The approximately 700 Manitobans who own a battery electric vehicle likely do not need financial help to pay for parking. People who paid the higher sticker price of an EV can presumably find a toonie or two to feed a parking meter.
Allowing them to park for free at city lots and street meters, as is currently proposed by one city councillor, is more like a public signal that the Winnipeg pioneers of EV vehicles deserve respect.
While the vast majority of Winnipeg drivers continue to express personal hesitation about making the switch from internal-combustion engines — commonly voiced reasons are that EVs are initially expensive, and charging stations are scarce — some drivers of commendable conviction are blazing the trail toward this sustainable form of clean energy.
Coun. Kevin Klein (Charleswood-Tuxedo-Westwood) proposes that Winnipeg show its gratitude to these EV drivers in a small but tangible, way. It’s one of many recent proposals from this councillor, who has made obvious efforts to raise his public profile since Mayor Brian Bowman announced he will not run for re-election. Mr. Klein’s pitches in past weeks have included a tax rebate for backyard composters, prioritizing police officers and bus drivers for COVID-19 vaccinations, and giving hotels a grant worth half the taxes they pay.
Amid his blitz of ideas, the proposal related to electric vehicles is one that would seem to deserve traction. In a motion that will be debated Friday at a meeting of the Assiniboia community committee, he asks the city to consider a permit process that would let eligible EVs park for free for five hours at city parking lots and street meters.
It’s the least this city can do to catch up to other jurisdictions that are doing much more.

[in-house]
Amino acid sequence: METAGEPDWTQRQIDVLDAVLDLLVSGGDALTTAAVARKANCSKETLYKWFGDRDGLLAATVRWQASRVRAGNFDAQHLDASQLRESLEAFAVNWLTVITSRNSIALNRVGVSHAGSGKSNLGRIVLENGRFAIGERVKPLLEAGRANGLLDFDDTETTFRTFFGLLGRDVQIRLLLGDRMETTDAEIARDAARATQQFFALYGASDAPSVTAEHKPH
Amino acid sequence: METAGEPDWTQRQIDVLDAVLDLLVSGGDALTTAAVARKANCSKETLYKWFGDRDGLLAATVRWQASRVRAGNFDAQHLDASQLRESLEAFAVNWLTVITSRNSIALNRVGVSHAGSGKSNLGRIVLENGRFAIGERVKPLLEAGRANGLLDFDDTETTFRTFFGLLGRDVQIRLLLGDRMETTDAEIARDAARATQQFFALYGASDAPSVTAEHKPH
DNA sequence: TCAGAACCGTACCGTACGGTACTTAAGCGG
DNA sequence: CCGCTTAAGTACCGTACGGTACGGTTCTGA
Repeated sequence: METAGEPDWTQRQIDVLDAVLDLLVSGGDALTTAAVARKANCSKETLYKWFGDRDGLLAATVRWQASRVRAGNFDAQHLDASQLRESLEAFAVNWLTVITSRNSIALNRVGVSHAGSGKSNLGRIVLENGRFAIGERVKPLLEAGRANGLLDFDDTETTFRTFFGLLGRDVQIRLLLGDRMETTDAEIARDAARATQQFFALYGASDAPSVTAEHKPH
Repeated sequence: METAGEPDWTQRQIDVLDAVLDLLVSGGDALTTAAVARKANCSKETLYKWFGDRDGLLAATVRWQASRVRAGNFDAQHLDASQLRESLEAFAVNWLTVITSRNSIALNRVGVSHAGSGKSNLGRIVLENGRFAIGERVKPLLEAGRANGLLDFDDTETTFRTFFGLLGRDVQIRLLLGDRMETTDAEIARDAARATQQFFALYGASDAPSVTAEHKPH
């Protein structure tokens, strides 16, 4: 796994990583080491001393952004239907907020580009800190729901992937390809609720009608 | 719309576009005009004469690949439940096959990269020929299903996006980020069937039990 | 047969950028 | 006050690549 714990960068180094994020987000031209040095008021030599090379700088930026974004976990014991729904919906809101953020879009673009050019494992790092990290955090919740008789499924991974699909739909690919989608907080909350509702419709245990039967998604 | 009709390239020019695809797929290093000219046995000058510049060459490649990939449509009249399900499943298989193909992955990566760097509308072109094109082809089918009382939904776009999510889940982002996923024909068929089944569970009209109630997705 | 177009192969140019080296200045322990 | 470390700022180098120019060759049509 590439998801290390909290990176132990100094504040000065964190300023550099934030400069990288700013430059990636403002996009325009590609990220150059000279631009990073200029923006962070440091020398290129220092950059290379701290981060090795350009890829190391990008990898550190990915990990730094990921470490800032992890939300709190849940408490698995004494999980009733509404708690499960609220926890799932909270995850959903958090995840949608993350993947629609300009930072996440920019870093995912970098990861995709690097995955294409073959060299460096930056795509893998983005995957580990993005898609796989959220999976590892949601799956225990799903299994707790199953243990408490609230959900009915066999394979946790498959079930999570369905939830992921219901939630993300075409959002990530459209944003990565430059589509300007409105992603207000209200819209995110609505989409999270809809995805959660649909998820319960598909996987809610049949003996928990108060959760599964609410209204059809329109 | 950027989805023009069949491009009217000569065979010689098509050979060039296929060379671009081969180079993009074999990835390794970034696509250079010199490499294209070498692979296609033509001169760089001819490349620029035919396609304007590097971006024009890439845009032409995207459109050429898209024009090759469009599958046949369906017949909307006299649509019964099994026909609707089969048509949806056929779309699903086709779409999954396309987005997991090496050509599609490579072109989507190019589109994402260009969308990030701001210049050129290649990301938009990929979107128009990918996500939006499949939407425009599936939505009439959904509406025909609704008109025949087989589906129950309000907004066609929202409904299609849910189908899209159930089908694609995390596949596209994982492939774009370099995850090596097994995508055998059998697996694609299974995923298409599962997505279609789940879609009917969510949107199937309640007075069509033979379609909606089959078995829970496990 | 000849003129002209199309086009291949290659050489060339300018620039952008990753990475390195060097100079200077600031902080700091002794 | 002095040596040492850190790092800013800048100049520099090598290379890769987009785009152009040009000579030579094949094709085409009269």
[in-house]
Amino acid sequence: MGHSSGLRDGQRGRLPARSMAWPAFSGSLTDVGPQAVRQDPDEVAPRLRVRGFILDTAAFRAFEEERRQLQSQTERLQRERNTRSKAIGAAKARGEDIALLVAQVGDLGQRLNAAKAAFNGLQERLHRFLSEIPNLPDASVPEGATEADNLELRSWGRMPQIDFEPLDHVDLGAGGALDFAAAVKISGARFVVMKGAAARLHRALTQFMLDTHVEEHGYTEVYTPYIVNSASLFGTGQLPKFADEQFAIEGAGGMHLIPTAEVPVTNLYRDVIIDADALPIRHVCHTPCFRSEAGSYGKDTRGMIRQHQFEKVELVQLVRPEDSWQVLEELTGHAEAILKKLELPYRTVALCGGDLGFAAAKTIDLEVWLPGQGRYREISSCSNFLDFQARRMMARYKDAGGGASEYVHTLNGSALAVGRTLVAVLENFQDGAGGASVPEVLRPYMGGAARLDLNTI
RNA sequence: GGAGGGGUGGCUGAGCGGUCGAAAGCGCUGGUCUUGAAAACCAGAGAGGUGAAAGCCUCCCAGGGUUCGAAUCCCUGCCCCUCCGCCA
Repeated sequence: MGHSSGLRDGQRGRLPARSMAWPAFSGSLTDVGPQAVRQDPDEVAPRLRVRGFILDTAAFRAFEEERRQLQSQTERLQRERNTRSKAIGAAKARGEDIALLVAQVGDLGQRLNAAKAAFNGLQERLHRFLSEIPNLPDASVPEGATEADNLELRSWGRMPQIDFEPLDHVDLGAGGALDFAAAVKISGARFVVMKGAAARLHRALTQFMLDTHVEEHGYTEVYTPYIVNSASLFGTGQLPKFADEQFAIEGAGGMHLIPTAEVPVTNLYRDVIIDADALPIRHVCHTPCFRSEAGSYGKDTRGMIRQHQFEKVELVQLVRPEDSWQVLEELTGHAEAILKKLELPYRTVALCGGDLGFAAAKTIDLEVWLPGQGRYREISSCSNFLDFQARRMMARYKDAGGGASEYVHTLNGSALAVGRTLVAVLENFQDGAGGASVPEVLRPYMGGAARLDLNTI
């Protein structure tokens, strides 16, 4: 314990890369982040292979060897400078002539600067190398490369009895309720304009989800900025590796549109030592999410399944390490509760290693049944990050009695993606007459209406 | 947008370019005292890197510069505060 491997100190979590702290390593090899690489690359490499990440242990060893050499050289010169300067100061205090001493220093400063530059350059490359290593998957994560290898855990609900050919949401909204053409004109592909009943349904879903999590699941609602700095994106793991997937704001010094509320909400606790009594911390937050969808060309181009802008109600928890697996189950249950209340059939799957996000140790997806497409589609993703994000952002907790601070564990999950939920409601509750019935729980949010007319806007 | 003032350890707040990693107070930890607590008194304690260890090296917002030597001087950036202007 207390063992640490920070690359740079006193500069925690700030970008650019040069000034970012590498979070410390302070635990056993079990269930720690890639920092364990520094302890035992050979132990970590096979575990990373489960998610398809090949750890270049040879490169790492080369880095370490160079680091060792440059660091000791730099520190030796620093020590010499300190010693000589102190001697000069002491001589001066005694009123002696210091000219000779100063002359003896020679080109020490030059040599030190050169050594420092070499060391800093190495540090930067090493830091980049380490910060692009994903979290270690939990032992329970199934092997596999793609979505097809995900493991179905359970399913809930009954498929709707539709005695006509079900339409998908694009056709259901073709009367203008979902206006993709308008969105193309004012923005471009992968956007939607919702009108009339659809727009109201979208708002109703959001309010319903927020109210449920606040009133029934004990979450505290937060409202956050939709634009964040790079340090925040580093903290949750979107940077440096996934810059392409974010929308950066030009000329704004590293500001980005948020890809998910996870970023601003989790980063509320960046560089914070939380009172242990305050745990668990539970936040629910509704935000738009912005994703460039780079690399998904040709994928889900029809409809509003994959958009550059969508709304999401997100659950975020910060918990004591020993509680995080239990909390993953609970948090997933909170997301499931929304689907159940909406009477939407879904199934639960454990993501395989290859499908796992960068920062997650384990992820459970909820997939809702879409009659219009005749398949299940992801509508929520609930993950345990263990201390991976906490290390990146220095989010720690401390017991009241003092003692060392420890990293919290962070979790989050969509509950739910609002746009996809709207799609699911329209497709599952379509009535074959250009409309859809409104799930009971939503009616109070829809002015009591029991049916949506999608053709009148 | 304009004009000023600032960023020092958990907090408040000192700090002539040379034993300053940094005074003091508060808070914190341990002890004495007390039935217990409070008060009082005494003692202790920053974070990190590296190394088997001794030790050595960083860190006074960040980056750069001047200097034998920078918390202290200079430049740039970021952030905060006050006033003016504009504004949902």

Winnipeg has about half as many public chargers available as Edmonton, and less than a third of what’s available in Quebec City. This shortage of chargers will be eased to a small degree, owing to the federal government’s February announcement that it will install 31 additional Level 2 chargers in Manitoba.
The notion of giving EV drivers free parking is already common in other countries such as Norway, where EVs are also allowed to drive bus lanes.
One would think Manitoba would be a poster province for clean transportation, given that this province has among the lowest electricity rates in North America. Manitoba Hydro says an EV that travels 15,000 kilometres per year would use about the same amount of energy as an electric water heater, with the driver paying only $0.02 per kilometer driven.
But while the provincial government in Manitoba says the right things about moving to clean energy, words don’t pay for vehicles. Manitoba Conservation and Climate Minister Sarah Guillemard has said lowering emissions from the transportation sector is a priority, but while she awaits a report from an advisory council on how to proceed, other provinces already offer financial incentives to prospective EV buyers. Quebec offers up to $8,000 and British Columbia offers $3,000, alongside the additional federal grant of $5,000 for fully-electric purchases.
It’s a tribute to Manitoba EV owners that even while getting scant support from their governments, they decided to plug in and do right by the environment. Someone has to model how to reduce greenhouse-gas emissions; someone has to become the harbinger of a better way to drive.
Giving them a break on parking meters is a bit like giving them a trophy: it’s not worth much financially, but it’s recognition of an admirable achievement.